Intranicity

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  • in reply to: Home Charger Cost of Install ? #180863
    Intranicity
    Participant

    +1 for Hypervolt

    Mine cost me £599 inc the £350 grant plus an extra £50 discount (NHS, Military and BLUE BADGE HOLDERS)

    excellent customer service, uk made and based, and the Facebook group has the company CEO on there daily answering questions

    Previous Motability Cars
    2006 - 2009 Skoda Superb VR6 2.0tdi
    2009 - 2012 Citroen C5 2.0tdi VTR Nav
    2012 - 2015 Nissan Qashqai 1.5dci tekna
    2015 - 2018 Ford Kuga 2.0tdi Titanium X
    2018 - 2021 BMW 220d X drive 2 Series Active Luxury
    2021- Hyundai Kona Electric Premium SE

    in reply to: Thread for EV mpg info. #180318
    Intranicity
    Participant

    I’m just coming up to 25k now in the Kona, it’s a great car, and has to be about the best economy out there.

    Moved home now, so not reliant on public charging anymore either

    Previous Motability Cars
    2006 - 2009 Skoda Superb VR6 2.0tdi
    2009 - 2012 Citroen C5 2.0tdi VTR Nav
    2012 - 2015 Nissan Qashqai 1.5dci tekna
    2015 - 2018 Ford Kuga 2.0tdi Titanium X
    2018 - 2021 BMW 220d X drive 2 Series Active Luxury
    2021- Hyundai Kona Electric Premium SE

    in reply to: Electric vehicle myth busting: a new series from me. #175274
    Intranicity
    Participant

    I’ve ordered a kona premium but I was wondering how long you’ve had yours and what your thoughts are about it?

    I picked up mine last Easter, so coming on 10 months, done nearly 22k miles now and love it, one of the best cars I’ve ever had, range has dropped a bit now it’s winter, but still around 250 miles on a full charge and love getting into a defrosted warm car in the morning.

    Previous Motability Cars
    2006 - 2009 Skoda Superb VR6 2.0tdi
    2009 - 2012 Citroen C5 2.0tdi VTR Nav
    2012 - 2015 Nissan Qashqai 1.5dci tekna
    2015 - 2018 Ford Kuga 2.0tdi Titanium X
    2018 - 2021 BMW 220d X drive 2 Series Active Luxury
    2021- Hyundai Kona Electric Premium SE

    in reply to: Electric vehicle myth busting: a new series from me. #175271
    Intranicity
    Participant

    when i put heater on my predicted range drops by 40/ 50 miles instantly, but goes back up when you switch it off again, so i dont think using it is particularly as wasteful as with ice vehicles. electric seat and steering wheel dont affect range at all oddly.

    It’s the way the Kona and most other EV’s work, most of the electrical systems like radio, lights, heated seat run off the 12V battery, only the A/C runs off the main traction battery.

    Previous Motability Cars
    2006 - 2009 Skoda Superb VR6 2.0tdi
    2009 - 2012 Citroen C5 2.0tdi VTR Nav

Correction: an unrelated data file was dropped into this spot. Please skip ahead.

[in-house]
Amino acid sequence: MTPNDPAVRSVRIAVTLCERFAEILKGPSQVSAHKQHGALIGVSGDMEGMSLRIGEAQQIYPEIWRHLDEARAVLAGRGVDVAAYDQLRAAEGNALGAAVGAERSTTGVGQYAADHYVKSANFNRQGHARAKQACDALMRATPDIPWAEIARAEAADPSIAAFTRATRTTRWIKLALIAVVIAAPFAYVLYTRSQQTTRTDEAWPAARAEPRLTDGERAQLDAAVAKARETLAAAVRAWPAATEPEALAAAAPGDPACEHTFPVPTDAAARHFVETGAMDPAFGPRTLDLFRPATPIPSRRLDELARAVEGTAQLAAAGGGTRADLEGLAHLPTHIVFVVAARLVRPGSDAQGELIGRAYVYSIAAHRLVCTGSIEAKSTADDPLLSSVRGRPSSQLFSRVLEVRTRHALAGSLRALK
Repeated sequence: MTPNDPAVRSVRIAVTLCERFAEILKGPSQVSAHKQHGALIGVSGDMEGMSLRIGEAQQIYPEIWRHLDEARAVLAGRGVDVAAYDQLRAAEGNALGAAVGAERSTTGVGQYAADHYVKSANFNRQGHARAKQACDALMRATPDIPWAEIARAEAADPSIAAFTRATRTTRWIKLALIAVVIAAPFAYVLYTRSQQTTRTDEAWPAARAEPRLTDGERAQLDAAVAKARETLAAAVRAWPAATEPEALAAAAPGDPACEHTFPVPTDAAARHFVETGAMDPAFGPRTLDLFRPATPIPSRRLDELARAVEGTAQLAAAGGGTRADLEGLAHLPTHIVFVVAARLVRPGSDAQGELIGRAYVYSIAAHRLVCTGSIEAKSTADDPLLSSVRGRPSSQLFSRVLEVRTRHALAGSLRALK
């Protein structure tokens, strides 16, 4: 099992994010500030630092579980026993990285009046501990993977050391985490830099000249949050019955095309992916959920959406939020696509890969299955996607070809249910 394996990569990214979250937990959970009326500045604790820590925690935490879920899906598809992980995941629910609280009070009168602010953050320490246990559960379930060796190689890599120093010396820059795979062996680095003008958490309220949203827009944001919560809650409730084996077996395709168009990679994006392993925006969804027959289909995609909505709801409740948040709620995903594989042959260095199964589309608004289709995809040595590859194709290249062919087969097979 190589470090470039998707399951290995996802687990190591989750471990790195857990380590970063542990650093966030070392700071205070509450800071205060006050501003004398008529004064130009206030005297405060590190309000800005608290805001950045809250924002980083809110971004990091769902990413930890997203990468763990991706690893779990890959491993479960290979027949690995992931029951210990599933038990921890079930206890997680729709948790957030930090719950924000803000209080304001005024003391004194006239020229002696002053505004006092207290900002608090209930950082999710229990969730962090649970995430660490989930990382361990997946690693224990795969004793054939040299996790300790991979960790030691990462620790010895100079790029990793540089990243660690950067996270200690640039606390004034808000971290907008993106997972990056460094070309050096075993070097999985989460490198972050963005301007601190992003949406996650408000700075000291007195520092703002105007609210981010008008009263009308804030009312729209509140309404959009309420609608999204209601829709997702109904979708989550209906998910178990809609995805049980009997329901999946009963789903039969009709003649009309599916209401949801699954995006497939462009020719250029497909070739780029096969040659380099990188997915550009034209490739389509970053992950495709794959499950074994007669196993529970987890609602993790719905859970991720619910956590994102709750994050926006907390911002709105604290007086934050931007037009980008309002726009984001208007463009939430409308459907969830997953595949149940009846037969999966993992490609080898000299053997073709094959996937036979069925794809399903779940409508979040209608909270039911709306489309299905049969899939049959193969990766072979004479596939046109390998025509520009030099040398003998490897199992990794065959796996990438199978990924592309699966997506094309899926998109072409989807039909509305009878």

2012 - 2015 Nissan Qashqai 1.5dci tekna
    2015 - 2018 Ford Kuga 2.0tdi Titanium X
    2018 - 2021 BMW 220d X drive 2 Series Active Luxury
    2021- Hyundai Kona Electric Premium SE

    in reply to: KONA EV 64KW EFFICIENCY #169027
    Intranicity
    Participant

    I have done 18k miles, but was driving really carefully, 65mph on the motorways and 55 on most A roads, I’ve been averaging 4.9 miles/kW

    That will almost certainly change now though as just moved to a house and now have a home charger, so the economy is less of an issue, It’s not hard to get 300mile plus range in the Kona, I’m really enjoying the switch and the savings.

    Previous Motability Cars
    2006 - 2009 Skoda Superb VR6 2.0tdi
    2009 - 2012 Citroen C5 2.0tdi VTR Nav
    2012 - 2015 Nissan Qashqai 1.5dci tekna
    2015 - 2018 Ford Kuga 2.0tdi Titanium X
    2018 - 2021 BMW 220d X drive 2 Series Active Luxury
    2021- Hyundai Kona Electric Premium SE

    in reply to: Hyundai Kona EV Two long trips on one week #168277
    Intranicity
    Participant

    Chargers being expensive are relative to what you’re used to paying…  Compared to 5p kW, they are expensive, compared to Petrol/Diesel they are still cheap.

    The Kona will only charge at a maximum of 77kW, it’s probably the only downside of the car, that said, it still only ends up being slightly slower than most of the comparable cars, and has the bonus of generally having a better range.

    Motorways are getting much better now, and to be honest, are some of the cheapest destination chargers out there at 35p kW,  in the end, for occasional use, even the most expensive chargers (Currently Ionity 69p kW) are still cheaper than conventional fuels. they just come as a shock, you soon forget about paying £80 to fill a tank with diesel!

    Previous Motability Cars
    2006 - 2009 Skoda Superb VR6 2.0tdi
    2009 - 2012 Citroen C5 2.0tdi VTR Nav
    2012 - 2015 Nissan Qashqai 1.5dci tekna
    2015 - 2018 Ford Kuga 2.0tdi Titanium X
    2018 - 2021 BMW 220d X drive 2 Series Active Luxury
    2021- Hyundai Kona Electric Premium SE

    in reply to: Hyundai Kona Electric Best Charging Sites or Services #166267
    Intranicity
    Participant

    Hi Vaun,

    In the end it’s an almost impossible question to answer…

    For me it’s Ionity, but only because there is a bank of 4 chargers 8 miles from where I live, I pay a subscription charge of £11.25 a month on the Charge MyHyundai card and that brings the cost down to 25p kW, so for me it’s perfect.

    After that, it’s a case of doing a bit of research on your journey, there are quite often free chargers on route, if so i’ll use them.